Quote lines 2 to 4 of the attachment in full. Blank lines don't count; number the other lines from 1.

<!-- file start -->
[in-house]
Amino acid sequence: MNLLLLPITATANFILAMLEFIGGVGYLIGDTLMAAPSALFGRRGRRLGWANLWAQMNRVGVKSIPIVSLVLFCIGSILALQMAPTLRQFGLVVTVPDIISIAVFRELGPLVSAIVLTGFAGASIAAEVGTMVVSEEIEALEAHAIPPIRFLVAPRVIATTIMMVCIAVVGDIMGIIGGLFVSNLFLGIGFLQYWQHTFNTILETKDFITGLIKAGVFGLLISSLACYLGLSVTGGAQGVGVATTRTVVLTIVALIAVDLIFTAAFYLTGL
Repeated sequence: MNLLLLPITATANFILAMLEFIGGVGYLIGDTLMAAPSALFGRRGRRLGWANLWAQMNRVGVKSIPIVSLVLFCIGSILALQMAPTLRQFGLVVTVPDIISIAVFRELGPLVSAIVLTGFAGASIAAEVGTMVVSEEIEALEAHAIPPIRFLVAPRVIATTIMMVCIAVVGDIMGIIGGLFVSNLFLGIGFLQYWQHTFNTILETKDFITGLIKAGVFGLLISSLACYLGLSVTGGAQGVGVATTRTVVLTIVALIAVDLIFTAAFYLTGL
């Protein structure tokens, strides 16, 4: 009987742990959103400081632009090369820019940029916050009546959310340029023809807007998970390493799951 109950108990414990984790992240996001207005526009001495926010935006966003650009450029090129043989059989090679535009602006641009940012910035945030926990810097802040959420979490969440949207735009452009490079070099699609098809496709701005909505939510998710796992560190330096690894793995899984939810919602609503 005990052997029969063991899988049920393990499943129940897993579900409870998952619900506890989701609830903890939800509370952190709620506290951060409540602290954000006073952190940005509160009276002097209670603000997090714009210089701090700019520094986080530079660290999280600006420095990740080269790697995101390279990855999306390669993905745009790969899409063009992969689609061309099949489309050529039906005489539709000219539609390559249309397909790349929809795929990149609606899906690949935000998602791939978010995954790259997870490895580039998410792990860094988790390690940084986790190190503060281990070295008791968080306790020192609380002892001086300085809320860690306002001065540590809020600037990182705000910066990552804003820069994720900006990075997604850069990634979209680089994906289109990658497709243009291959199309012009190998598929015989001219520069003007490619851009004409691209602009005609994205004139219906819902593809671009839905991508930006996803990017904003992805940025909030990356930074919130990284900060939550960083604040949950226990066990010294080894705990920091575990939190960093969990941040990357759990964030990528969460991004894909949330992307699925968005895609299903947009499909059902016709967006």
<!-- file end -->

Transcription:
Amino acid sequence: MNLLLLPITATANFILAMLEFIGGVGYLIGDTLMAAPSALFGRRGRRLGWANLWAQMNRVGVKSIPIVSLVLFCIGSILALQMAPTLRQFGLVVTVPDIISIAVFRELGPLVSAIVLTGFAGASIAAEVGTMVVSEEIEALEAHAIPPIRFLVAPRVIATTIMMVCIAVVGDIMGIIGGLFVSNLFLGIGFLQYWQHTFNTILETKDFITGLIKAGVFGLLISSLACYLGLSVTGGAQGVGVATTRTVVLTIVALIAVDLIFTAAFYLTGL
Repeated sequence: MNLLLLPITATANFILAMLEFIGGVGYLIGDTLMAAPSALFGRRGRRLGWANLWAQMNRVGVKSIPIVSLVLFCIGSILALQMAPTLRQFGLVVTVPDIISIAVFRELGPLVSAIVLTGFAGASIAAEVGTMVVSEEIEALEAHAIPPIRFLVAPRVIATTIMMVCIAVVGDIMGIIGGLFVSNLFLGIGFLQYWQHTFNTILETKDFITGLIKAGVFGLLISSLACYLGLSVTGGAQGVGVATTRTVVLTIVALIAVDLIFTAAFYLTGL
């Protein structure tokens, strides 16, 4: 009987742990959103400081632009090369820019940029916050009546959310340029023809807007998970390493799951 109950108990414990984790992240996001207005526009001495926010935006966003650009450029090129043989059989090679535009602006641009940012910035945030926990810097802040959420979490969440949207735009452009490079070099699609098809496709701005909505939510998710796992560190330096690894793995899984939810919602609503 005990052997029969063991899988049920393990499943129940897993579900409870998952619900506890989701609830903890939800509370952190709620506290951060409540602290954000006073952190940005509160009276002097209670603000997090714009210089701090700019520094986080530079660290999280600006420095990740080269790697995101390279990855999306390669993905745009790969899409063009992969689609061309099949489309050529039906005489539709000219539609390559249309397909790349929809795929990149609606899906690949935000998602791939978010995954790259997870490895580039998410792990860094988790390690940084986790190190503060281990070295008791968080306790020192609380002892001086300085809320860690306002001065540590809020600037990182705000910066990552804003820069994720900006990075997604850069990634979209680089994906289109990658497709243009291959199309012009190998598929015989001219520069003007490619851009004409691209602009005609994205004139219906819902593809671009839905991508930006996803990017904003992805940025909030990356930074919130990284900060939550960083604040949950226990066990010294080894705990920091575990939190960093969990941040990357759990964030990528969460991004894909949330992307699925968005895609299903947009499909059902016709967006």